Amherst continues its education in zero-energy construction

Staff Writer

Monday, February 19, 2018

AMHERST — Backers of the bylaw adopted at Town Meeting last fall mandating that all new municipal buildings produce as much energy as they use are continuing to bring experts in zero-energy design and construction to town.

On Tuesday, the Amherst chapter of Mothers Out Front and Climate Action Now are sponsoring a presentation by Darren Port, buildings and community solutions manager at Northeast Energy Efficiency Partnerships in Lexington.

Port’s talk, “Zero Energy Buildings and Communities: The Landscape of the Future,” begins at 7 p.m. at the Unitarian Universalist Society Meetinghouse, 121 North Pleasant St.

It’s part of an educational effort in advance of the town building a new Department of Public Works headquarters, as well as a fire station in South Amherst that would replace the aging Central Fire Station.

Both the Select Board and Town Manager Paul Bockelman expressed concern at Town Meeting about whether the zero-energy bylaw would derail these long-standing building plans.

Last month Ellen Watts, president and co-founder of Architerra in Boston, spoke to an audience of about 70 people at the Hitchcock Center for the Environment.

Lee Jennings, who spearheaded the petition, said she appreciated that Watts discussed recent advances in building technology and renewable energy that have allowed zero-energy projects to be completed without breaking the bank.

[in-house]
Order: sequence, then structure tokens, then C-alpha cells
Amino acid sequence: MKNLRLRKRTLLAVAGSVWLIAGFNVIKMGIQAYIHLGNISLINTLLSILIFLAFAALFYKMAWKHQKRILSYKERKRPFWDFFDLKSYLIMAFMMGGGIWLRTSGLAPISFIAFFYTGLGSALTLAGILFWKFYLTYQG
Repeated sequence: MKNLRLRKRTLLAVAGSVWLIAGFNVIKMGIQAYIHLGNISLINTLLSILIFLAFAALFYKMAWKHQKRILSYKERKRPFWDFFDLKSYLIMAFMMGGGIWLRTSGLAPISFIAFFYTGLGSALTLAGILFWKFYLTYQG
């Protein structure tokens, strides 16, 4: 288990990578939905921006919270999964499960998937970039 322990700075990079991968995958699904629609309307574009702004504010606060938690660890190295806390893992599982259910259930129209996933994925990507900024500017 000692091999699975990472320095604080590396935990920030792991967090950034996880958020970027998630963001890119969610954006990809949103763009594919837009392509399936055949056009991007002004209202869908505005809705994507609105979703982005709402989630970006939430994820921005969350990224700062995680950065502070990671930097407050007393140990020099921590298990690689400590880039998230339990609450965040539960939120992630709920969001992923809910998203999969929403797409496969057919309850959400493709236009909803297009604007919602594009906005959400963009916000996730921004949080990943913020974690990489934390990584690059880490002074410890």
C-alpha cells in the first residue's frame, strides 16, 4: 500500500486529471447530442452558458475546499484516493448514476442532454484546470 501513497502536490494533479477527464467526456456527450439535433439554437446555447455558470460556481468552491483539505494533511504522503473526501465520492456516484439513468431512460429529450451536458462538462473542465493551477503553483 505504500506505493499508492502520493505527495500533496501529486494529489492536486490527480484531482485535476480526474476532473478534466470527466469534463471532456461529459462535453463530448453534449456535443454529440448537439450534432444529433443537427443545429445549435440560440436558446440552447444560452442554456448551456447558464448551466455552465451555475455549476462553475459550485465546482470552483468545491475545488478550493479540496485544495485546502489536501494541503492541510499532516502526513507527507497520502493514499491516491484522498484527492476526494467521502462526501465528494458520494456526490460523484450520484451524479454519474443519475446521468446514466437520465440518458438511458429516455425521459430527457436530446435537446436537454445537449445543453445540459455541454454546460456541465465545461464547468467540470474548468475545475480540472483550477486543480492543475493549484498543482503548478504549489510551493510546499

“She demonstrated that large zero-energy buildings are practical, affordable and even beautiful,” Jennings said.

Retired architect Christopher Riddle said Watts delivered a positive message that costs can be reduced through sharing space and efficiency in floor plans.

“One message that Ellen emphasized was that zero-energy technology is advancing rapidly, and that, in contrast to conventional energy, systems such as photovoltaics, wind turbines and batteries are rapidly becoming both more efficient and less costly,” Riddle said.

But skepticism remains among those who are charged with actually getting the buildings constructed.

Bockelman, who was able to meet with Watts during a session at Town Hall, said he still doesn’t have a sense of how the bylaw will impact the DPW and fire station projects and whether the estimated 10 percent add-on cost is an accurate.

The first priority, he said, remains identifying sites for both projects and determining whether those sites could support the elements needed for zero energy, such as space for solar arrays.

While he and the Select Board support the concept of zero energy, they remain worried about being able to sign contracts with architects and design companies if there is no flexibility.

“Adjustments to the bylaw could make it more workable,” Bockelman said.

The first project that could be affected, renovations to the North Amherst Library, will be an initial test case, as the bylaw applies to any town project valued at more than $1 million. The town is in the process of getting a design company and executing a contract.

“We’re moving forward on this expeditiously,” Bockelman said.

Lynn Griesemer, chairwoman of the DPW/Fire Station Advisory Committee, attended both the public meeting with Watts and the one held at Town Hall.

“Both presentations and discussions were very informative,” Griesemer said.

Griesemer said she agrees with Bockelman that the immediate task is finding the locations where the two projects can be developed.

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